It should be noted that the patient basically has the right to revoke their consent for you to use their photos at any time. Mr. O’Brien weighs in, “Whether or not your consent form has a revocation provision it is probably a good idea from a business perspective to promptly honor their request anyway. At the end of the day what is going to hurt your practice more: losing a nice before and after photo or creating a vocal and unhappy former patient who is talking about how terrible you are to anyone who will listen?”
To stay out of legal trouble and avoid misunderstandings with patients, you should have a written policy in place that all staff should read and sign. To be clear, the physician is responsible for the behavior of all staff who may come into contact with patients and their photographs and personal information. It’s your name on the door, and if or when patients take legal action, they will be coming for you, not your receptionist or medical assistant.
Dermatologist Todd E. Schlesinger, MD of Dermatology & Laser Center of Charleston, recommends asking for a comprehensive, unlimited media release from your office staff. “It is likely that their images they will end up in many posts or other media outlets as a normal course of business. The release helps to cover any complaints that may arise during or after the termination of their employment. You may wish to have a social media policy in place at your practice that all staff sign so they understand their responsibility to represent your practice online in the way you prefer or not at all.”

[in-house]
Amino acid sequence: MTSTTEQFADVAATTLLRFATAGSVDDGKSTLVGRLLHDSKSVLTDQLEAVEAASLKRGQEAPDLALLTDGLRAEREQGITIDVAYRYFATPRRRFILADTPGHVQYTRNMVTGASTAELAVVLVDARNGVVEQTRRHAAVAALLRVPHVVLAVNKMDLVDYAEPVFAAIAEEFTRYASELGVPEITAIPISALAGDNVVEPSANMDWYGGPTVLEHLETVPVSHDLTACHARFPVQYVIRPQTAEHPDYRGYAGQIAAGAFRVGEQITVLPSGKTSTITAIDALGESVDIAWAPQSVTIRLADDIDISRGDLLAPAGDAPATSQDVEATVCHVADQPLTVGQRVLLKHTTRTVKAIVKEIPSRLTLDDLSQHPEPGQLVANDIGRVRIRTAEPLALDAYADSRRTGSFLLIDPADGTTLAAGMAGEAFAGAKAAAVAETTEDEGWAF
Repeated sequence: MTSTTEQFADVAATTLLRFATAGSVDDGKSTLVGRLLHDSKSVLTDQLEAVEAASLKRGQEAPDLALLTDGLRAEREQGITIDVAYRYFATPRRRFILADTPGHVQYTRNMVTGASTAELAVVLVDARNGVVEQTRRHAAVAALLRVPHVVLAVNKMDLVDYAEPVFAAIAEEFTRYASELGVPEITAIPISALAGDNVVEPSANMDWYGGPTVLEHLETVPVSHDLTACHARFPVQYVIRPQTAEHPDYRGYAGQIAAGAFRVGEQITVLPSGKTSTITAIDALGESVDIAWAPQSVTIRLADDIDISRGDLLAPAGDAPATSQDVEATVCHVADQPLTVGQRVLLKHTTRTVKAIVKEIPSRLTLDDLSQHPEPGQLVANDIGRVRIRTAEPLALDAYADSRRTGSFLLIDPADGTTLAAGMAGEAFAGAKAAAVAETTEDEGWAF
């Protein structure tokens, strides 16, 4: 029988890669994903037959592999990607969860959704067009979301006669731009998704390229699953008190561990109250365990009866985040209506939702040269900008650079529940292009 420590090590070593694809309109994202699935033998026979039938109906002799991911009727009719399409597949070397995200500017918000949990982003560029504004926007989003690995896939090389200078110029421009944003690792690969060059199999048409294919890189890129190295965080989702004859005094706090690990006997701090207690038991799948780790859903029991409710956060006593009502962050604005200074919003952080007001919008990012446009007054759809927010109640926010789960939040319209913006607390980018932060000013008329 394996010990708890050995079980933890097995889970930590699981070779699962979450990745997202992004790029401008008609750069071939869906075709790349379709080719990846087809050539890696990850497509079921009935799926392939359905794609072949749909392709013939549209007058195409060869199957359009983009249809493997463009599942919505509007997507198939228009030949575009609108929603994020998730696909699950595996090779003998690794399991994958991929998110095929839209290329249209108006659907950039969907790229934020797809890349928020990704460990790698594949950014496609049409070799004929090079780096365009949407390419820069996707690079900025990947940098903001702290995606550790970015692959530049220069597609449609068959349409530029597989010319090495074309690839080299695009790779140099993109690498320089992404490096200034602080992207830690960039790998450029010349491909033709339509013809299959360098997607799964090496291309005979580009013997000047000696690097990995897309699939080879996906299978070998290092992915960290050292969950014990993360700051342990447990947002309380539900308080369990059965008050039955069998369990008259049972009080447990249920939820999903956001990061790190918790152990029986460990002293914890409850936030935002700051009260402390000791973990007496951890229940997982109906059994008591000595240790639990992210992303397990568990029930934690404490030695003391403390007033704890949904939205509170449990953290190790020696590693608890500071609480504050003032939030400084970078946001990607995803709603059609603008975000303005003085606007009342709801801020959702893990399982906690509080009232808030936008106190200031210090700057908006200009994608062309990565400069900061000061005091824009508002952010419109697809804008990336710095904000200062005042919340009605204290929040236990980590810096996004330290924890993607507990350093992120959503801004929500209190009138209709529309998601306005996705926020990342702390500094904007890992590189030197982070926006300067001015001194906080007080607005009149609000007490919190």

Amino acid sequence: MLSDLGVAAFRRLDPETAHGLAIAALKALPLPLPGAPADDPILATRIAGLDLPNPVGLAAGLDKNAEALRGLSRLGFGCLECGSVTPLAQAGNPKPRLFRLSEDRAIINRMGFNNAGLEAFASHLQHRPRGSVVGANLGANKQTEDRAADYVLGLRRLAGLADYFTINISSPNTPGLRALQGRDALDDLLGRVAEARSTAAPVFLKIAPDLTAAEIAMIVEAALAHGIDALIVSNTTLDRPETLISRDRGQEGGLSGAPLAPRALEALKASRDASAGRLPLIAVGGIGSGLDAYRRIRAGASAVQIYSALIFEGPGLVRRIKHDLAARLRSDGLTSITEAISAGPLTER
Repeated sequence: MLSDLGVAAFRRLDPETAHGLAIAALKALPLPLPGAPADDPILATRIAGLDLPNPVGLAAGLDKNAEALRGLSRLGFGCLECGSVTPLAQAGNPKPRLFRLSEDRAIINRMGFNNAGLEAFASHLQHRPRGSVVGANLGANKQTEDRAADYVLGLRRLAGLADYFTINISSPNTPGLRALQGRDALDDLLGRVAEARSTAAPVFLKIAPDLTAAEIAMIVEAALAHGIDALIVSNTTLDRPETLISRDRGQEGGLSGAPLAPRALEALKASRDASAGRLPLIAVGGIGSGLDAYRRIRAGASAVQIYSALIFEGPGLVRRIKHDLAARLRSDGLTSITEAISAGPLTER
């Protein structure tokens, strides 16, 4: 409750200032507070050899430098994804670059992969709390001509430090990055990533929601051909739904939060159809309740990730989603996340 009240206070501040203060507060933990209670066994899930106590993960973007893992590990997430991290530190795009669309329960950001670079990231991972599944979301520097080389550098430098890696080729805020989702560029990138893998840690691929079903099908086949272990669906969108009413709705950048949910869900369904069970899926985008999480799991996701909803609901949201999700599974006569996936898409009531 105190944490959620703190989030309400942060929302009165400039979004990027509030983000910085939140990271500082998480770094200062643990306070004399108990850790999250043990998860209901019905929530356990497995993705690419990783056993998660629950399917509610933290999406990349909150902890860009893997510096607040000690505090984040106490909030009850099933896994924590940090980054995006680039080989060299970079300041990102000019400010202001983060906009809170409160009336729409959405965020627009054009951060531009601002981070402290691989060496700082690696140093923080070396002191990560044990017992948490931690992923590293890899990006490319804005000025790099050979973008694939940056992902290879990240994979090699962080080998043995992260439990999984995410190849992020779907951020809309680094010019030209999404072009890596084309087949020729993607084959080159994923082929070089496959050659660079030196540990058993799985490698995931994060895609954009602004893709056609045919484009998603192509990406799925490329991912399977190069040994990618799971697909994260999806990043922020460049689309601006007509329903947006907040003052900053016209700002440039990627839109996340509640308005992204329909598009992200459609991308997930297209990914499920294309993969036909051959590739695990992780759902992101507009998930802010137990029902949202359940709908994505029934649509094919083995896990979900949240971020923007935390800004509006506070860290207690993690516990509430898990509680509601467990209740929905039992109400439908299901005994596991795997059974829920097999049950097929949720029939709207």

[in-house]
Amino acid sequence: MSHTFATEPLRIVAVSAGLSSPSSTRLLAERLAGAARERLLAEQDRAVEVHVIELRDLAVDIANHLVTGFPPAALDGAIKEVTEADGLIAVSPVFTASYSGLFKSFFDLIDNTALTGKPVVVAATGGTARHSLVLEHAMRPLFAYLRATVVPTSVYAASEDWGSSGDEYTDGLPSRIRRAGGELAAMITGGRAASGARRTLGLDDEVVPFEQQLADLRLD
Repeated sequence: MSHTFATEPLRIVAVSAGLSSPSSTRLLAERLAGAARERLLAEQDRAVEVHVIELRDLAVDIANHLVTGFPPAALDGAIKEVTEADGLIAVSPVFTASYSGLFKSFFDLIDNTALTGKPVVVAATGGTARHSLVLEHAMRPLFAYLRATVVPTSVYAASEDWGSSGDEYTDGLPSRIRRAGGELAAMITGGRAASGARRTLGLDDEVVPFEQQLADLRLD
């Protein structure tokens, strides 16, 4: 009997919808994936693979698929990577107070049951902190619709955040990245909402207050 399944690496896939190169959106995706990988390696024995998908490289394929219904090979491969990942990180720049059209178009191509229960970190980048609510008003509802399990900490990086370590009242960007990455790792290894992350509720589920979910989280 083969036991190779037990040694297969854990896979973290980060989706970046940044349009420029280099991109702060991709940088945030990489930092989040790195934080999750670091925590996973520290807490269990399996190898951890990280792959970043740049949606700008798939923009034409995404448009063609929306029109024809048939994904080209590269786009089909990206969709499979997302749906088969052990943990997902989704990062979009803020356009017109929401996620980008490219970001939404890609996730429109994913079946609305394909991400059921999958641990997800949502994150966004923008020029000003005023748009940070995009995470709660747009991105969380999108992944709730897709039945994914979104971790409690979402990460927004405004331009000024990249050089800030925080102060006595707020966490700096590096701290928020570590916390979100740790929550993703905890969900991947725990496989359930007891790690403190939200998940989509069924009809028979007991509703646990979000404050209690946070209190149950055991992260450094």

Mr. O’Brien offers more advice on how to protect your photos online. “Realistically once a photo has been posted online, there isn’t a way to keep someone from downloading it. But you can provide some protection to your photos by adding watermarks. You want to use a watermark design that is difficult to remove, crop, or edit out. This won’t stop people downloading your photos, but it will make it more difficult for others to steal them and pass them off as their own.”
If you do find that your patient photos have been lifted, rather than seek legal action right out of the gate, start by reaching out directly to the owner of the site or social channel to request that the photos be removed. Shockingly, some practitioners and their representatives do not even realize that another physician’s patient photos are not to be shared. In many cases, it can be an innocent, albeit stupid, mistake. Photo borrowing may be undertaken by a naïve marketing assistant, a sloppy web developer, or newbie blogger. If you ask nicely, you may be rewarded with an apology and the photos taken down. If a simple request is ineffective, you may have to escalate it to the next level, which can involve lawyers and a protracted battle.
Dr. Schlesinger points out that the issues surrounding patient photos are more complex and confusing than ever before in light of social media’s meteoric rise and the pressure physicians face to be visible on these channels. “My best advice is to stay vigilant about how your marketing team uses patient photos online and get into the habit of asking for signed consents from everyone to avoid any problems down the road. As physicians, we have to protect ourselves from the trolls online, because we are ultimately responsible for implementing patient privacy regulations. In the near future, technology will catch up with consumers’ online behavior and there will be more systems and programs available to police this for busy physicians.”
For more insider tips for how to deal with patient photos, consider attending 5CC in Barcelona, and visit the Business Session to be held on Saturday, August 31. The session, Patient Photos: Best Practices for Taking, Posting & Protecting Your Images, will feature a panel of doctors and industry on this important topic. To register, visit http://www.5-CC.com